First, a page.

Top Russian officials welcomed Thursday a decision by the Court of Arbitration for Sport to lift bans on 28 of its athletes saying the ruling proved a state-sponsored doping system did not exist.
“We are very glad for our athletes,” said President Vladimir Putin’s spokesman Dmitry Peskov.
“The decision of the Court of Arbitration for Sport proves that energetic work to stand up for our rights in court and elsewhere — it is justified, it can be effective and it should continue,” Peskov added.
“And we are hoping that this work will certainly continue,” he told reporters.
Speaking at a cabinet meeting, Russian deputy prime minister in charge of sport said the Lausanne-based court finding proved Moscow did not have a vast state-sponsored system of doping in place, contrary to the McLaren report.
“There wasn’t any system or any sort of manipulation at the Sochi Olympic Games,” Mutko told the meeting chaired by Prime Minister Dmitry Medvedev.
“We’ve always said that but today the Court of Arbitration for Sport issued such a ruling,” he said, adding that Professor Richard McLaren’s “superficial” report was “not based on any real facts.”
“Today all the medals have been returned,” he added, noting that Russia returned to the top of the medals table at the 2014 Sochi Games.
“But the most important thing is that athletes have been exonerated.”
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The deputy prime minister himself was banned after being singled out in the report and is now appealing to the court.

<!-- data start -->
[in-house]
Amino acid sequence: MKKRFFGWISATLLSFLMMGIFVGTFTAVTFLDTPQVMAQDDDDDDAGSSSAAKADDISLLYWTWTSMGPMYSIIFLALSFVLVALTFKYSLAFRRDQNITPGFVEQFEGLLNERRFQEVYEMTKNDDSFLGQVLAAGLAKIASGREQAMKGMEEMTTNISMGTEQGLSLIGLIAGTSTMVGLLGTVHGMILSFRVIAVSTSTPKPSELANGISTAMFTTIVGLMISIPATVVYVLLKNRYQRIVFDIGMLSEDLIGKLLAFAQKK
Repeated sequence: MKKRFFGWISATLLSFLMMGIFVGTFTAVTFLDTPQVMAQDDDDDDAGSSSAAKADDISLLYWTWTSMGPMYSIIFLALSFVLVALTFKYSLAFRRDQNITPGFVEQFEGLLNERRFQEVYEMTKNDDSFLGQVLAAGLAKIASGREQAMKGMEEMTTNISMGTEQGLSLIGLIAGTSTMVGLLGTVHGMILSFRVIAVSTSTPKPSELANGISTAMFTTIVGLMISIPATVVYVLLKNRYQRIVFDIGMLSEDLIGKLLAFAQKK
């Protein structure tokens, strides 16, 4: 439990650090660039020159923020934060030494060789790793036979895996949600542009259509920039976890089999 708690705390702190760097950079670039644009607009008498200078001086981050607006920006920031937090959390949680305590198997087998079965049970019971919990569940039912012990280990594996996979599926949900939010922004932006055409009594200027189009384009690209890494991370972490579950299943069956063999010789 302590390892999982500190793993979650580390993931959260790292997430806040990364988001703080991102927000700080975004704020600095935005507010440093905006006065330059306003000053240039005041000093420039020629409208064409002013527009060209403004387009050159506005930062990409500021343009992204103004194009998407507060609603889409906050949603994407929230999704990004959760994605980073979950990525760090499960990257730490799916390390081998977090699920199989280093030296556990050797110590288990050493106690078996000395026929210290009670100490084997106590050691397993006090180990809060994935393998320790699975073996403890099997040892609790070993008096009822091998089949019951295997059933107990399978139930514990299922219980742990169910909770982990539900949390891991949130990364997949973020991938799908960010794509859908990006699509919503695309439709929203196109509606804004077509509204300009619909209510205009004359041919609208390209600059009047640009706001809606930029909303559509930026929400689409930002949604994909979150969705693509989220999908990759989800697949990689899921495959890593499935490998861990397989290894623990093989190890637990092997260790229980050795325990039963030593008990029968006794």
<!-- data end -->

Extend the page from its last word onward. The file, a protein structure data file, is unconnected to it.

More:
“We never had any doubts that our athletes absolutely deserved their medals they won at Sochi. It is good that the court fully confirmed this and proved their innocence,” said Prime Minister Medvedev.
Peskov said it was not clear whether the 28 Russians would now be able to take part in the Winter Games starting in Pyeongchang, South Korea, next week.
“It is a difficult question,” the Kremlin spokesman added, noting Russian officials would continue talking to the International Olympic Committee.
The Court of Arbitration for Sport lifted life bans on 28 of the 43 Russians accused of doping at the 2014 Sochi Winter Olympics.
In a decision that could allow some of them to compete in the Winter Olympics, the top sports court ruled there was “insufficient” evidence that the athletes had benefited from a system of state-sponsored doping atin Sochi.
The court also lifted the life bans of another 11 Russians but barred them from competing at the Pyeongchang Olympics that start February 9.
– Uncompromising fight –
“We will continue our peaceful legal fight for the rights of our athletes,” Peskov said.
“As for the question about whether there were problems with doping or not — certainly there were, just like in many other countries,” he added.
“We will continue our uncompromising fight against doping.”
The International Olympic Committee has banned Russia from competing at Pyeongchang as a national team over the doping scandal, although 169 Russian competitors have been cleared to take part as neutrals.
On Wednesday, President Vladimir Putin met with Russian athletes set to compete in Pyeongchang and asked their forgiveness for “not having been able” to shield them from the doping scandal.
The ban against Russia was an enormous blow to a country which has always prided itself on sporting achievements. Russia spent around $50 billion hosting the Sochi Games, making it the most expensive Olympics ever.[tooltip type=”box” html=”Input Your Content Here” box_background_color=”#eeeeee” box_opacity=”0.95″ box_padding=”10″ box_border_color=”#3F3F3F” box_border_width=”1″ box_border_radius=”0″ id=”4500c2f113202943ff1ae30d00c9d4ac” /]